You can find code example for this chapter here.
AppSync is a serverless API. On the upside that means you don't need to worry about scaling and a solution is expected to work the same when it gets almost no requests as when it's running in production. On the downside, serverless also means some limits on request/response sizes and times. And that means it does not play well with files.
Of course, nothing prevents an implementation to encode a field as base64 for downloads or an argument encoded similarly for uploads. But that puts an implicit upper limit on the sizes: at some point AppSync will throw an error when data in either direction gets too large. When this happens is a bit blurry, but it definitely won't work for a site that serves videos, for example.
The solution is to use a mechanism called signed URLs. Here, handling files is moved to a dedicated service in a way that retains most of the security properties of the non-serverless approach. In AWS's case, that means storing files in an S3 bucket and using a Lambda function with AppSync to sign URLs for uploading and downloading files. This approach is not specific to AppSync or even to AWS, all serverless APIs that need to handle files of arbitrary sizes use it.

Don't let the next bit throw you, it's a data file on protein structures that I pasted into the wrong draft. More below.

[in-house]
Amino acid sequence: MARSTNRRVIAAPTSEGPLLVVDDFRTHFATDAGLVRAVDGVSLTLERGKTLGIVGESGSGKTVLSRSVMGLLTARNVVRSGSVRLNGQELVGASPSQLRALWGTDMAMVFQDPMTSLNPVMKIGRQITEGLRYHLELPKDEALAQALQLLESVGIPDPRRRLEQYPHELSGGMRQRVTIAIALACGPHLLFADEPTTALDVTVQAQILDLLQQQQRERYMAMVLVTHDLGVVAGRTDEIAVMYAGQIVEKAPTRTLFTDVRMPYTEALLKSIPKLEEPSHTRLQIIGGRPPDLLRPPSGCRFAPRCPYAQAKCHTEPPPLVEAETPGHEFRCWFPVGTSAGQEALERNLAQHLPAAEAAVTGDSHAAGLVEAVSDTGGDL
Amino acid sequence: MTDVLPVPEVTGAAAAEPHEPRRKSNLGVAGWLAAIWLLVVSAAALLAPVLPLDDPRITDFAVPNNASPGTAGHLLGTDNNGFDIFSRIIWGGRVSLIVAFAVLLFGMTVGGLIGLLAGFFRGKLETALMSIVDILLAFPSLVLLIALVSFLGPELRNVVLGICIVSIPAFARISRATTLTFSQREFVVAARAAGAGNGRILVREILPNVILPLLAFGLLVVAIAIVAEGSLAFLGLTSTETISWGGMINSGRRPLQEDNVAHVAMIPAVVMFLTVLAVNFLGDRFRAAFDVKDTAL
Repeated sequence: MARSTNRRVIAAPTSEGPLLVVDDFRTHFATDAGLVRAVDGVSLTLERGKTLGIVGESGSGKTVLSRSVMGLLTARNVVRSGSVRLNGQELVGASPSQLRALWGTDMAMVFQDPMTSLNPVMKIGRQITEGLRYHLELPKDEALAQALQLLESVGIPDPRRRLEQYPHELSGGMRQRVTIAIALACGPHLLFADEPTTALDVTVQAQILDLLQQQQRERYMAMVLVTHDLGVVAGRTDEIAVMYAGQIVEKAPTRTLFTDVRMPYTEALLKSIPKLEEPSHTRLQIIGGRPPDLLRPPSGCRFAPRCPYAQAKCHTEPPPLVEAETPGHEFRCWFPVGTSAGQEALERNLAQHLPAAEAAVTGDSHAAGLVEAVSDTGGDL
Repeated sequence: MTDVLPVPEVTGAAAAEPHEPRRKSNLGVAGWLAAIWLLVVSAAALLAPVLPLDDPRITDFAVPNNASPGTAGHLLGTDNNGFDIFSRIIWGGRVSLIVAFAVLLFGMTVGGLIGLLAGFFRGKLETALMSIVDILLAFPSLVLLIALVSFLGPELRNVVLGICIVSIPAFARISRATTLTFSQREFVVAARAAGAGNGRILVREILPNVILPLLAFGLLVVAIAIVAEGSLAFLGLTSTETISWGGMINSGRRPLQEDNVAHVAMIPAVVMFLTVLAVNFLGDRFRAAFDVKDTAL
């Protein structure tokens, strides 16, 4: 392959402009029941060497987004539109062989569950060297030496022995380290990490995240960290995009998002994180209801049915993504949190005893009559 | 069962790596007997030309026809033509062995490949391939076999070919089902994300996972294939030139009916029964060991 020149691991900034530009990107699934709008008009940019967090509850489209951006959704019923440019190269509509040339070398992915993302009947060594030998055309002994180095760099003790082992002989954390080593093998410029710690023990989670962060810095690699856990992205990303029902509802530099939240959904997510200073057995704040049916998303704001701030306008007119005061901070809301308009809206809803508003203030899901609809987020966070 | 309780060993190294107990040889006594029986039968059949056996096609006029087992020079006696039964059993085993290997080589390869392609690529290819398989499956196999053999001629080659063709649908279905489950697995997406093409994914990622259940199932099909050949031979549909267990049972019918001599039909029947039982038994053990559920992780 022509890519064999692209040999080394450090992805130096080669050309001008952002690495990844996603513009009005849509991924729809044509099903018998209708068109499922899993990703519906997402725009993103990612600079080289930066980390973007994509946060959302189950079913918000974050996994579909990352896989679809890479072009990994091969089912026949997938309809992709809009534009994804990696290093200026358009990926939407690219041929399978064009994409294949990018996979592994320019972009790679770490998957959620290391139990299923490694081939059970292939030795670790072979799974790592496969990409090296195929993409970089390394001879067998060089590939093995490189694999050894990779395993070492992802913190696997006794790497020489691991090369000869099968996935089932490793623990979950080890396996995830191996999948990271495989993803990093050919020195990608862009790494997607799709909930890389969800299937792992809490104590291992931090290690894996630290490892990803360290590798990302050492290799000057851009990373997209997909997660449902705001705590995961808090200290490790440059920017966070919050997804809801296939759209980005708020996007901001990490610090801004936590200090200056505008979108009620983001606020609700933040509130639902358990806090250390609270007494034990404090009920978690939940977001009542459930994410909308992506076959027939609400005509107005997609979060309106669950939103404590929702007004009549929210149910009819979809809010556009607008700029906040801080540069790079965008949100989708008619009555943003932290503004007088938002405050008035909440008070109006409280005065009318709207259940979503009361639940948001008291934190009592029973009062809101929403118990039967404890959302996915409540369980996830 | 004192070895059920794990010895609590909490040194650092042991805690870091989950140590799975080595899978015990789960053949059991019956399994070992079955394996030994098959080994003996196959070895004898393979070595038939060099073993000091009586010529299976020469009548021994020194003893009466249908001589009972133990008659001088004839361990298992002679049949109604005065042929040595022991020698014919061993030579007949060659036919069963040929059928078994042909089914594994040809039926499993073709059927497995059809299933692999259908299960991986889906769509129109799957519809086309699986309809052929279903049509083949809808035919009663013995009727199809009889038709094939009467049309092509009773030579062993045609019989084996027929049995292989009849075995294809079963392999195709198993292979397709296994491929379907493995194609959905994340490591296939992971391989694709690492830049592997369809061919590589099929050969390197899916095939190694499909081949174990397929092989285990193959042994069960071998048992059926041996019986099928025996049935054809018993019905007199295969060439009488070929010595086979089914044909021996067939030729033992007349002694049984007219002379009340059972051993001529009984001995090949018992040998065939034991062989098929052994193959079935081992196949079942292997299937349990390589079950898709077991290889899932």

Signed URLs work by adding authentication parameters and a signature to a URL. For example, this is a URL for an S3 object signed by an IAM role:
https://terraform-202....s3.eu-central-1.amazonaws.com /ded45605602f5e8708....jpg? X-Amz-Algorithm=AWS4-HMAC-SHA256& X-Amz-Content-Sha256=UNSIGNED-PAYLOAD& X-Amz-Credential=ASIAUB3O2IQ5BLYHGAP2...& X-Amz-Date=20230323T094000Z& X-Amz-Expires=900& X-Amz-Security-Token=IQoJb3Jp....& X-Amz-Signature=a8ad50392eab292de32...& X-Amz-SignedHeaders=host& x-id=GetObject